I totally did.
We've got tears at home, we have shouts at home. You've covered so much over the past six weeks, and gosh that grit word really really stuck with me and resonated with me.
We all possess it.
We do, you just have to dig deep. Sometimes we bury it.
Yeah, thank you.
I wanted to let you know what people's reactions are. We've had such an overwhelming series of people saying what this course has meant to them and how it has changed them. You've told us about how it's changed you. Nia says thank you so much Jasmine for not only reminding me that although this is my passion and career, we are humans. Seeing you tear up made me realize how much I need to set up the limits and balances. Thank you for being an inspiration.
So you've taught us so much, we wanted to hear from some people who are here in our studio audience about how they've already been taking what they've learned and putting that into action.
Fantastic, I'm excited.
And being the change that you have been talking about.
So we're actually going to start with Jen.
Hello, so I was here in the studio audience before, and or course I've been watching it every single day, and I have always shied away. I have done weddings in the past, but I've always really shied away from them because I lack the confidence. And what I learned from you was not just the rah rah confidence because I have that internally, the grit, that kind of thing, but what I learned was the step by step, what can go wrong, how to fix it, watching you shoot the Knot, which literally everything could have gone wrong, and you have gorgeous pictures and didn't kill anybody during the making of it, so that was great. And within the past three weeks, I've already booked four weddings.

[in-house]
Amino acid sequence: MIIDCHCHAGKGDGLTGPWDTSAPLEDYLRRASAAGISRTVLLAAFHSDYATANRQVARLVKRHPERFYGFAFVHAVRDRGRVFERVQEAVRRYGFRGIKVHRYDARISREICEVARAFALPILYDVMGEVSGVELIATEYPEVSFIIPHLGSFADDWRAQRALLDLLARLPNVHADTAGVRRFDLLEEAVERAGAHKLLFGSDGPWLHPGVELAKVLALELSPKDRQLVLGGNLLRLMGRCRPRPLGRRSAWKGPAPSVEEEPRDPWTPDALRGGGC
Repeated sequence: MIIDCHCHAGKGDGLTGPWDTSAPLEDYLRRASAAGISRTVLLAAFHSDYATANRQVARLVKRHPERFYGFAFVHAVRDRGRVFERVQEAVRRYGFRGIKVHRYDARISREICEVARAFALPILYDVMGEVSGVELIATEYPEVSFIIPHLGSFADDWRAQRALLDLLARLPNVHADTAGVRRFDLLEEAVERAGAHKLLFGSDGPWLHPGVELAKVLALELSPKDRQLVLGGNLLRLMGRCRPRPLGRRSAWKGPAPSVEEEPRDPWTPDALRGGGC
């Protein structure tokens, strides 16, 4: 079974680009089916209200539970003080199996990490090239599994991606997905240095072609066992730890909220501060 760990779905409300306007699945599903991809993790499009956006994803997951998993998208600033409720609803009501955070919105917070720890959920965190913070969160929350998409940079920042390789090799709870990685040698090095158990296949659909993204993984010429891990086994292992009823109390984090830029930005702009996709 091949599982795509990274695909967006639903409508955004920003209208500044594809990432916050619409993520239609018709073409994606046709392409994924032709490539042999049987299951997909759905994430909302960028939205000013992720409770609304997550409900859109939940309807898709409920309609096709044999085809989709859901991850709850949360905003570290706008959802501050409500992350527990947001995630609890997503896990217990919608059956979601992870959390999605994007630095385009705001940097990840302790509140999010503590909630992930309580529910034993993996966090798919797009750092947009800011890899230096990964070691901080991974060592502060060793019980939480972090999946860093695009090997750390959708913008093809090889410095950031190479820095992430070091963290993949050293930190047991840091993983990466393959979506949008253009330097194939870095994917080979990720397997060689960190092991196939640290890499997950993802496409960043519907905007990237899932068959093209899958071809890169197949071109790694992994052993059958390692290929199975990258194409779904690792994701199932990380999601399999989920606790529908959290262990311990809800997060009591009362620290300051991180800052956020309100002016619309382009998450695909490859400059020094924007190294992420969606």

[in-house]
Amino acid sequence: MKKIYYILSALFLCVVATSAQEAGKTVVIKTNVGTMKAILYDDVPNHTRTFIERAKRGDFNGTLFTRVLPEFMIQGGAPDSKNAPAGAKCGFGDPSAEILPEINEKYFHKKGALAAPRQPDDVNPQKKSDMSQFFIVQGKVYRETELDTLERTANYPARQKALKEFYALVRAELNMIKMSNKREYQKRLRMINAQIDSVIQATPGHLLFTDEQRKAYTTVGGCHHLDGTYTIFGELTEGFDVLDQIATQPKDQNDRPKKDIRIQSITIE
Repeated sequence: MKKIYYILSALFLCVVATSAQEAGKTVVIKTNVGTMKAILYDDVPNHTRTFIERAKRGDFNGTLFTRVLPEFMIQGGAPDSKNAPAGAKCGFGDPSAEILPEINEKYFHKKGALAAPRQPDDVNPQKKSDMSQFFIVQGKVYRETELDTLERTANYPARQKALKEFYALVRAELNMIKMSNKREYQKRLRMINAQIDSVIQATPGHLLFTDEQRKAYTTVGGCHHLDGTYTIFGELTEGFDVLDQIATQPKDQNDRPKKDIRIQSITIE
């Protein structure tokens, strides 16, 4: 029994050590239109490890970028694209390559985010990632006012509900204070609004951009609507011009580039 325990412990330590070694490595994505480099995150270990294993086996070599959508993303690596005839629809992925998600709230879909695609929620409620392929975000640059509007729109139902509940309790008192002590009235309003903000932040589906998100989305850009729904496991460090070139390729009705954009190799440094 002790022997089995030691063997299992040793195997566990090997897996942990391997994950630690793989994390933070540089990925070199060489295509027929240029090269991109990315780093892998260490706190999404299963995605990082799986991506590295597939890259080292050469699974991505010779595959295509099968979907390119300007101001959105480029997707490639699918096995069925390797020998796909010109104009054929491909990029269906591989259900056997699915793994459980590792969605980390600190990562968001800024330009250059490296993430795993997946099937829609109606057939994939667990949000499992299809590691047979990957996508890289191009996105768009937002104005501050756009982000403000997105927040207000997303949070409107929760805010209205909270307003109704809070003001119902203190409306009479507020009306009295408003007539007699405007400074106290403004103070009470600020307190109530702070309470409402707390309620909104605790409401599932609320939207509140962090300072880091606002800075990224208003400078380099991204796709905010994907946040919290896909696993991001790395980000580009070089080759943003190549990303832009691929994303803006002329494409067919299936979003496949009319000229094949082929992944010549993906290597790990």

You often said that when you think about it and you focus on it and you learn about it, that it comes to you. Well I mean it's proof, it's proof. There's nothing standing in the way except yourself. And so that's the one thing that I got from you, aside from all the others, so thank you so much.
Thank you, thank you for that gift, truly.
And that really is the most important thing.
Is that belief.
Absolutely, sometimes we stand in our own way. The person that you need to say, to the voices in your head, I have multiple voices, stop. Simmer down now, I'm going to do something, yeah, get in the back seat, mom's going to drive the car. (laughter)
I love it.
Thank you, Jen.
Thank you, Jen. Now Tammy, your third shooter, let's hear it.